Banning Circumcision Won’t Change Reality for Children

The primary difference between adult drug use and circumcision on boys is that adults have more latitude with their own than with their children’s bodies.

The primary positive outcome I can envision for a ban on male circumcision is that Jews and Muslims would finally have a cause on which they could work together. If it starts with a piece of flesh, perhaps it will one day lead to peace.

That said, I personally oppose all medically unnecessary operations and circumcision is one such procedure. However small the risks, there are risks. I also personally oppose the use of illegal drugs (and oppose, even more strongly, the use of some legal drugs like tobacco and alcohol in excess). My preventive solution in all these cases is education rather than bans.

Alcohol prohibition was instituted in the United States in 1919, by passage of the Eighteenth Amendment. This violence-producing and unenforceable prohibition was wisely repealed in 1933 with passage of the Twenty-first Amendment. President Nixon in 1971 declared a War on Drugs, with the same problems as our war on alcohol. Unfortunately, this losing war continues even after 40 years of increased violence.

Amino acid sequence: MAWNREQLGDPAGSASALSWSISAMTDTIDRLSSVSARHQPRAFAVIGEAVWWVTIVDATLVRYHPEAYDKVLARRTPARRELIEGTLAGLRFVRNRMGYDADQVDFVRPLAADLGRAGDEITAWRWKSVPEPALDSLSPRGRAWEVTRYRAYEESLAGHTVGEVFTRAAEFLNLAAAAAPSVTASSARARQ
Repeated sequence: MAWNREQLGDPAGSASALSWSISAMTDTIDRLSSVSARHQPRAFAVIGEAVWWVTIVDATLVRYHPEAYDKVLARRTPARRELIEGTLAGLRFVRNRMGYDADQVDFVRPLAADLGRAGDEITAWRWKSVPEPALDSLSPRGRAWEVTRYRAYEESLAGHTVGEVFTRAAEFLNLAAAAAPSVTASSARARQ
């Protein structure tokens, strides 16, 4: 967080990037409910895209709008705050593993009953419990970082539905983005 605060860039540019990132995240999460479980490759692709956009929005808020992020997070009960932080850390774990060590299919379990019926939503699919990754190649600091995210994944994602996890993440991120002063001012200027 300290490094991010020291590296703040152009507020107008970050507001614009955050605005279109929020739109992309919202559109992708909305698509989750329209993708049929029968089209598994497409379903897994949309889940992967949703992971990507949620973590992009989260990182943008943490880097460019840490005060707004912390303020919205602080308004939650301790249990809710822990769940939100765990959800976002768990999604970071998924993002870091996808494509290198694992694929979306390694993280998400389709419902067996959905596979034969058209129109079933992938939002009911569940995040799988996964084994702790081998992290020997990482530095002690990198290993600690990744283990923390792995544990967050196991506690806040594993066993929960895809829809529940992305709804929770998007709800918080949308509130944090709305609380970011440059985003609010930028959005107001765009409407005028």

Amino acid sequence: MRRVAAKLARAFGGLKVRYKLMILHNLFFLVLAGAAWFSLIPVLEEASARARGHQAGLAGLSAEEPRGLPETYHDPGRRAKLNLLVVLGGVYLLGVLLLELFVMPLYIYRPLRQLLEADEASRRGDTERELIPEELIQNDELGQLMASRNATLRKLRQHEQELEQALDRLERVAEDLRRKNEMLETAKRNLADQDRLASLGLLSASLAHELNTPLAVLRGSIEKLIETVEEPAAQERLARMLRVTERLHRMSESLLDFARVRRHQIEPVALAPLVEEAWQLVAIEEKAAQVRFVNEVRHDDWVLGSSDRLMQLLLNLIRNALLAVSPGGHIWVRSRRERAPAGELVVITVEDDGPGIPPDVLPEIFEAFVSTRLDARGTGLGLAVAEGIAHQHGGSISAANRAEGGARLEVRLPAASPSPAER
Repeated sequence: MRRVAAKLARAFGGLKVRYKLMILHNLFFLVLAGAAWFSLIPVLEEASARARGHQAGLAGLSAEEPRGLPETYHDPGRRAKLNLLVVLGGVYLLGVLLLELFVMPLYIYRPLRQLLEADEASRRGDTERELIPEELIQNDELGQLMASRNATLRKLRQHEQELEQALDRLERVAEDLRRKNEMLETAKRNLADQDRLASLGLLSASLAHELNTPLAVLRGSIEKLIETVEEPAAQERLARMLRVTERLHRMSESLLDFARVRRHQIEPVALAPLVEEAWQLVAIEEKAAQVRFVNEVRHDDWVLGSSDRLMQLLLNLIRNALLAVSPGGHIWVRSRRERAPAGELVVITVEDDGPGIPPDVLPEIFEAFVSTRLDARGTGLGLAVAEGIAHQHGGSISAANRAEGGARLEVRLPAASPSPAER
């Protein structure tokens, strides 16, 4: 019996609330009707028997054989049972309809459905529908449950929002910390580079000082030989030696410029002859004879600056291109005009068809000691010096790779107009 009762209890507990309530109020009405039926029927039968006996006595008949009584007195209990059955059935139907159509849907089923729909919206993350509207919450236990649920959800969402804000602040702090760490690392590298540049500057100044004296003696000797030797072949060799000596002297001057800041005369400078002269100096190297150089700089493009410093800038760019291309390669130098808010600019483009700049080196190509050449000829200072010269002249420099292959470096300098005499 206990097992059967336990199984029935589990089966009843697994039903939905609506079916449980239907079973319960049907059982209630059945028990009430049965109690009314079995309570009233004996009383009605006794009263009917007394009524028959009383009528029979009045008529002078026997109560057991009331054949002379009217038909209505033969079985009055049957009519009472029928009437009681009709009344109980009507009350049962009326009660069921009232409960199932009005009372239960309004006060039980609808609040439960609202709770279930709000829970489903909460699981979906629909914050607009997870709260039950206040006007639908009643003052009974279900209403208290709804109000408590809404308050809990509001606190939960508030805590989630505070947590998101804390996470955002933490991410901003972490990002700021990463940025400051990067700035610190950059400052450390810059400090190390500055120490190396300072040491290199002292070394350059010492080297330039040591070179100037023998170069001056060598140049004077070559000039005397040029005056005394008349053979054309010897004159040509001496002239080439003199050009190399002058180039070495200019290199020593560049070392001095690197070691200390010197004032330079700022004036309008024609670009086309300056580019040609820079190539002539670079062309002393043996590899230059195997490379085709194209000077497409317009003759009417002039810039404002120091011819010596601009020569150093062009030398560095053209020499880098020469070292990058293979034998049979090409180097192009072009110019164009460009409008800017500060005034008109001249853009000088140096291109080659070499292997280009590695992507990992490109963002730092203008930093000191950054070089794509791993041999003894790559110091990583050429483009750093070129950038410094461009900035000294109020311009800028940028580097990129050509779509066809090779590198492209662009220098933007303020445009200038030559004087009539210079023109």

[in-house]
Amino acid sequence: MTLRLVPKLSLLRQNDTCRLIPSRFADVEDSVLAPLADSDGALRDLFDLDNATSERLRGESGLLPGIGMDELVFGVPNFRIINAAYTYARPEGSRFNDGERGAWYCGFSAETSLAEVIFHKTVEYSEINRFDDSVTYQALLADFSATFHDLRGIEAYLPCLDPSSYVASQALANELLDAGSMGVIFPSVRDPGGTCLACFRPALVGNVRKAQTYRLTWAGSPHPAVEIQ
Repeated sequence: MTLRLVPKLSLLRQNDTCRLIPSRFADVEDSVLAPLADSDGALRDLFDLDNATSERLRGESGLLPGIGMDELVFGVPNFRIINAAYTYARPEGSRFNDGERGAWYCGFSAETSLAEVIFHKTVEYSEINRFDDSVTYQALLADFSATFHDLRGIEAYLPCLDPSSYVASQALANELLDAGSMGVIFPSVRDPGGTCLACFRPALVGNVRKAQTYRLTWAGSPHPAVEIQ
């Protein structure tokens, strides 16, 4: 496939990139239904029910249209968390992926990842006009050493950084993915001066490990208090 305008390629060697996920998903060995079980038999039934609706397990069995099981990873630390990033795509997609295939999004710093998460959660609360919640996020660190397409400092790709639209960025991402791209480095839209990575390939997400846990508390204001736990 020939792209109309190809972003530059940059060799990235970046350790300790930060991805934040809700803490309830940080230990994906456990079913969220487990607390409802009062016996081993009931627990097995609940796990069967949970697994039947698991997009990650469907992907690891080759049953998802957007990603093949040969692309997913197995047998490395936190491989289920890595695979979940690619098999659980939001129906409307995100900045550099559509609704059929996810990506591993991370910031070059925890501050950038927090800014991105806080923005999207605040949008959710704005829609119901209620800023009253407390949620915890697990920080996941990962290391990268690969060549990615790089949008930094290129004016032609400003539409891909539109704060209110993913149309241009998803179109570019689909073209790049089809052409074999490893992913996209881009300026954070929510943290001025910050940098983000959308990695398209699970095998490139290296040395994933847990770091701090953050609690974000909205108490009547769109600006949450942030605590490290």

Does anyone doubt that a ban on circumcision would lead to more medical problems because the procedure would be performed underground by less qualified cutters? Circumcision, like clean needle exchanges for those injecting illegal drugs, is far less harmful than passing a law to ban it would be.

The primary difference for me between adult drug use and circumcision on little boys is that adults have more latitude with their own than with their children’s bodies. That’s why adult Jehovah’s Witnesses and Christian Scientists are free to refuse life-saving blood transfusions, but are not free to do so with their children. Were there strong medical evidence that circumcision caused considerable harm to boys, I would favor a ban.

In my mind, circumcision is further from child abuse than current, perfectly legal procedures initiated by parents—like teaching children religious fairy tales as fact, and shielding them from evidence-based material that includes evolution and comprehensive sex education. That’s where I worry more about the thin line between religious freedom and child abuse.

Herb Silverman
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